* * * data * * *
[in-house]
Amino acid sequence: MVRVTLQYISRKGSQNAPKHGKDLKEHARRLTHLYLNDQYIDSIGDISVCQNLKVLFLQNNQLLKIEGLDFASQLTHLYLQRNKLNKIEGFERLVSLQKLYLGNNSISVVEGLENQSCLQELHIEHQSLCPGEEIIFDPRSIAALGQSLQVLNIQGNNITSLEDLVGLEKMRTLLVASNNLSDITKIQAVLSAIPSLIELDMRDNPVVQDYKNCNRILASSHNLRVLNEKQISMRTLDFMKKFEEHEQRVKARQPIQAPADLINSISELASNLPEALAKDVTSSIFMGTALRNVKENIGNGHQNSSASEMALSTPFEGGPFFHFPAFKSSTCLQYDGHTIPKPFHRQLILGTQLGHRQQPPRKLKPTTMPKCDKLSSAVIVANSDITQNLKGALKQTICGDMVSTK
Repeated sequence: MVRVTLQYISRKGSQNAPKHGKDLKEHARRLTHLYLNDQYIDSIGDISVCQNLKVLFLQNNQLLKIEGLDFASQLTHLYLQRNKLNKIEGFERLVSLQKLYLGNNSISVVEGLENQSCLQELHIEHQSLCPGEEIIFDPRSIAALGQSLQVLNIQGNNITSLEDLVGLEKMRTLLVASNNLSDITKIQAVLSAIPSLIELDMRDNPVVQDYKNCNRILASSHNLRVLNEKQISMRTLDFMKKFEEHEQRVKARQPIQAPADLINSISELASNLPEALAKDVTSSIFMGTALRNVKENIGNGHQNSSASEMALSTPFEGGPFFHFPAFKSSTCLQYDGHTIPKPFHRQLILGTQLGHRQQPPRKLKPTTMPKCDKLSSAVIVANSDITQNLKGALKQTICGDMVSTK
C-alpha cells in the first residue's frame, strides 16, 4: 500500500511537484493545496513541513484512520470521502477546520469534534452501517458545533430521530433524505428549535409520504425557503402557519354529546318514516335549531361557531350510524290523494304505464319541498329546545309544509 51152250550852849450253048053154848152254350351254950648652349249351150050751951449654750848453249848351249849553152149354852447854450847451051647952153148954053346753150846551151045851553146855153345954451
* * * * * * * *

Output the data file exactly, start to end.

[in-house]
Amino acid sequence: MVRVTLQYISRKGSQNAPKHGKDLKEHARRLTHLYLNDQYIDSIGDISVCQNLKVLFLQNNQLLKIEGLDFASQLTHLYLQRNKLNKIEGFERLVSLQKLYLGNNSISVVEGLENQSCLQELHIEHQSLCPGEEIIFDPRSIAALGQSLQVLNIQGNNITSLEDLVGLEKMRTLLVASNNLSDITKIQAVLSAIPSLIELDMRDNPVVQDYKNCNRILASSHNLRVLNEKQISMRTLDFMKKFEEHEQRVKARQPIQAPADLINSISELASNLPEALAKDVTSSIFMGTALRNVKENIGNGHQNSSASEMALSTPFEGGPFFHFPAFKSSTCLQYDGHTIPKPFHRQLILGTQLGHRQQPPRKLKPTTMPKCDKLSSAVIVANSDITQNLKGALKQTICGDMVSTK
Repeated sequence: MVRVTLQYISRKGSQNAPKHGKDLKEHARRLTHLYLNDQYIDSIGDISVCQNLKVLFLQNNQLLKIEGLDFASQLTHLYLQRNKLNKIEGFERLVSLQKLYLGNNSISVVEGLENQSCLQELHIEHQSLCPGEEIIFDPRSIAALGQSLQVLNIQGNNITSLEDLVGLEKMRTLLVASNNLSDITKIQAVLSAIPSLIELDMRDNPVVQDYKNCNRILASSHNLRVLNEKQISMRTLDFMKKFEEHEQRVKARQPIQAPADLINSISELASNLPEALAKDVTSSIFMGTALRNVKENIGNGHQNSSASEMALSTPFEGGPFFHFPAFKSSTCLQYDGHTIPKPFHRQLILGTQLGHRQQPPRKLKPTTMPKCDKLSSAVIVANSDITQNLKGALKQTICGDMVSTK
C-alpha cells in the first residue's frame, strides 16, 4: 500500500511537484493545496513541513484512520470521502477546520469534534452501517458545533430521530433524505428549535409520504425557503402557519354529546318514516335549531361557531350510524290523494304505464319541498329546545309544509 51152250550852849450253048053154848152254350351254950648652349249351150050751951449654750848453249848351249849553152149354852447854450847451051647952153148954053346753150846551151045851553146855153345954451